Scientists have found some new moons around Pluto that are considered as the risky things for the spacecraft New Horizons launched by NASA in 2006. After considering these, scientists have started thinking on to protect the spacecraft from every possible risk on its path toward Pluto.
“We want people to understand just how interesting and how nail-biting New Horizons’ mission might be,” Alan Stern, study lead author and principal investigator of the New Horizons mission at Southwest Research Institute in San Antonio, Texas, said. “This is part of the excitement of first-time exploration, of going to a new frontier.”
Despite 6 years have been passed and the New Horizons is moving away from Sun at hilarious speed of 33,500 mph (54,000 kph), it is still 1000 days and 730 million miles (1,180 million kilometers) from Pluto. According to new indications, Pluto could have a ring system that is thought to be malignant to the spacecraft. Scientists discovered a fifth moon (P5) in July and there could be more of the smaller moons orbiting around the planet, which are undetectable from ground and space telescopes on Earth, posing risk to the exciting mission.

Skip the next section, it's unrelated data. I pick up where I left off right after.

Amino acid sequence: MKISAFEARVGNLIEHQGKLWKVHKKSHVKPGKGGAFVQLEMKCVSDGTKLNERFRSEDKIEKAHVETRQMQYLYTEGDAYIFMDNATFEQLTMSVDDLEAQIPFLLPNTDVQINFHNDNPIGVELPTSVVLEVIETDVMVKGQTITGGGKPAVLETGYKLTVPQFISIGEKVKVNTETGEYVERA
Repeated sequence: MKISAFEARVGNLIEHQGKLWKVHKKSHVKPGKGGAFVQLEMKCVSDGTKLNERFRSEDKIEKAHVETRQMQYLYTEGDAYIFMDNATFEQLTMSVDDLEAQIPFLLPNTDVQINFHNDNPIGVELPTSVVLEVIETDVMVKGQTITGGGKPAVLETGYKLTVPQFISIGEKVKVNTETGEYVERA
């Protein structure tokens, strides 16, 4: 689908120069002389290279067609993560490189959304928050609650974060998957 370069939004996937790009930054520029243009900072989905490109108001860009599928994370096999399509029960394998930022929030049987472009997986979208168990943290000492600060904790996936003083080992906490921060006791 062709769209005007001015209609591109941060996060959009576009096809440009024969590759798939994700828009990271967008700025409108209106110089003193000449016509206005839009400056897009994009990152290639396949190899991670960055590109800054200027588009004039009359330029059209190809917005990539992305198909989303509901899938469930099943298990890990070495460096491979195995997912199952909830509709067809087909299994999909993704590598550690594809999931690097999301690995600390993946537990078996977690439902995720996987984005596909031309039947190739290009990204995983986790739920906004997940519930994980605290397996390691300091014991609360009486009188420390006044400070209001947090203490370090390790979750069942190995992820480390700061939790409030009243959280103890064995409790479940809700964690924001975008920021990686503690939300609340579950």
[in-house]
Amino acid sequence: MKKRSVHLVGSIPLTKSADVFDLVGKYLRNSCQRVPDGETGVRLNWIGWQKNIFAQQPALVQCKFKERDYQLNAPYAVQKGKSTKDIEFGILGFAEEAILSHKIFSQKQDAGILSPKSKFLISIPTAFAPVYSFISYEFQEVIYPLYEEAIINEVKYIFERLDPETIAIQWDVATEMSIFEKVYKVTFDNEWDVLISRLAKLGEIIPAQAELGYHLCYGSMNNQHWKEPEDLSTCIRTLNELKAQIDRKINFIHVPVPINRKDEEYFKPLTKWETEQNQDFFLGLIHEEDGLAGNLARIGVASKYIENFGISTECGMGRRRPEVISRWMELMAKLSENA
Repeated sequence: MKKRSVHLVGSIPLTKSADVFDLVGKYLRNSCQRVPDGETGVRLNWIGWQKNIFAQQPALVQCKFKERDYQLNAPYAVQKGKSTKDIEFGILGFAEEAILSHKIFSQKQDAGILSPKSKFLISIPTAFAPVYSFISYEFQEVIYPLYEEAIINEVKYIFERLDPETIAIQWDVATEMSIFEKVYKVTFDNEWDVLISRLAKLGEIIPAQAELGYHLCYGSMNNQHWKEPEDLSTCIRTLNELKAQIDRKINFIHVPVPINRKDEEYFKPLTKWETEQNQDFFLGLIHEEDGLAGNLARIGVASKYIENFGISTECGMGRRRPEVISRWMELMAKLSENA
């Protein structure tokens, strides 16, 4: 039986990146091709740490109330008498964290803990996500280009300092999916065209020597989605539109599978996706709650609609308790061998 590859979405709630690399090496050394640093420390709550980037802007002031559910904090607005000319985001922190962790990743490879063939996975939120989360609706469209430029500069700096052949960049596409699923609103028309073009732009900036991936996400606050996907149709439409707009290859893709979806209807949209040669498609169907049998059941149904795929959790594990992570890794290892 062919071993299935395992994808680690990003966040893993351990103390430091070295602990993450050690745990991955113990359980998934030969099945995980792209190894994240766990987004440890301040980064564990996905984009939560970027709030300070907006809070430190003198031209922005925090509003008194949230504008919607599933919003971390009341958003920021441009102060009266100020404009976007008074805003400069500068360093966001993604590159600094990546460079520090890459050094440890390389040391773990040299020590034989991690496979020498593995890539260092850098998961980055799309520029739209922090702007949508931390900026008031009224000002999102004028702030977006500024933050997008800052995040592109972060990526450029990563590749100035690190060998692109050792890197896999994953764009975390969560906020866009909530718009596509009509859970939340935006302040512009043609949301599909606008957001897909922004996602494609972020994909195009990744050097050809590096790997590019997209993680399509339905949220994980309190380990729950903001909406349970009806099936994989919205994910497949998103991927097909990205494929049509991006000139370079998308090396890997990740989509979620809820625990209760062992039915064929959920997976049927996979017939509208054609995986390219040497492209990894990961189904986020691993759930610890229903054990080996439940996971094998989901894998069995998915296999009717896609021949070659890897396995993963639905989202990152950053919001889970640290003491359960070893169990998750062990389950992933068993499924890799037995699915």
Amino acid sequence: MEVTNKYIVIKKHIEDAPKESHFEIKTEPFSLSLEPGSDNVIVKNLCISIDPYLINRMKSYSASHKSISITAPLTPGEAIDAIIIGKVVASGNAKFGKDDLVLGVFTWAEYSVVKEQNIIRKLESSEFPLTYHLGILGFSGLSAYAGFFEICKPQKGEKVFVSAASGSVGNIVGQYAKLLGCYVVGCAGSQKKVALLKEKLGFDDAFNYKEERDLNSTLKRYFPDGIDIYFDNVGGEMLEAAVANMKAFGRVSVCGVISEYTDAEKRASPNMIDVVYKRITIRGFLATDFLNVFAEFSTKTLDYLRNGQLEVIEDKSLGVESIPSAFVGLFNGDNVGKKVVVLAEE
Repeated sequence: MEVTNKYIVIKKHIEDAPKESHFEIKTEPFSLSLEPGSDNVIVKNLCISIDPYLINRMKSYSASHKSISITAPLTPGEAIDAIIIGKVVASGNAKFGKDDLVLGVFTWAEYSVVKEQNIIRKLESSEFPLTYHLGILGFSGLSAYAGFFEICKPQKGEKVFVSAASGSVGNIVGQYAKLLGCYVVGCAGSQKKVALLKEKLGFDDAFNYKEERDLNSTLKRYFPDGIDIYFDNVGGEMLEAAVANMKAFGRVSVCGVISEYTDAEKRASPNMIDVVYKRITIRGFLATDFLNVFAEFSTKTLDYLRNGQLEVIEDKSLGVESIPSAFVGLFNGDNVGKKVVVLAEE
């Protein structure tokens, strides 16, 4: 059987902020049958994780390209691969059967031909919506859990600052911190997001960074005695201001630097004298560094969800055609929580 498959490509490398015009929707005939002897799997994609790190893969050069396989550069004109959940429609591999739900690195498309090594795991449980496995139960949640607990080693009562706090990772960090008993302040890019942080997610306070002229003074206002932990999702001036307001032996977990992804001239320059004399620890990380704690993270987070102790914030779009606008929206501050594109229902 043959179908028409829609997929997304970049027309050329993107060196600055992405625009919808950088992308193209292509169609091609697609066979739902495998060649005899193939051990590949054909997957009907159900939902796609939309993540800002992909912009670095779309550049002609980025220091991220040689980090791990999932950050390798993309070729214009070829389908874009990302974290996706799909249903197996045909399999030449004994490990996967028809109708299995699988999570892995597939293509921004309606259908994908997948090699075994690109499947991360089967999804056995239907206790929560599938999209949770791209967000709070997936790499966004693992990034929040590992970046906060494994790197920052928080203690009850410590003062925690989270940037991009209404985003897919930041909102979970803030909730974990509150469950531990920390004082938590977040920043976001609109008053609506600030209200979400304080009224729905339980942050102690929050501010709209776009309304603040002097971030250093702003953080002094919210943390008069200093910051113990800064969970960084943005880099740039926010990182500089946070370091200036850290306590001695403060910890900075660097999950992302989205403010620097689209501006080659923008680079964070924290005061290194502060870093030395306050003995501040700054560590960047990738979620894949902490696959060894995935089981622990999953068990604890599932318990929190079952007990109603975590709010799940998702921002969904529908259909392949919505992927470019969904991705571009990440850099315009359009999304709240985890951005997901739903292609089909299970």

Pluto and its system of natural satellites could work as “black widow”.
“We’re worried that Pluto and its system of moons, the object of our scientific affection, may actually be a bit of a black widow,” Stern said. “We’ve come to appreciate that those moons, as well as those not yet discovered, act as debris generators populating the Pluto system with shards from collisions between those moons and small Kuiper Belt objects.”
According to them, spacecraft is very sensitive and something as small as a pebble or a millimeter sized grain could destroy it.
“A collision with a single pebble, or even a millimeter-sized grain, could cripple or destroy New Horizons,” said New Horizons project scientist Hal Weaver at Johns Hopkins University Applied Physics Laboratory. “We need to steer clear of any debris zones around Pluto.”
The scientists presented the details of the research on Tuesday, October 16th, at the annual meeting of the American Astronomical Society’s Division for Planetary Sciences in Reno, Nevada.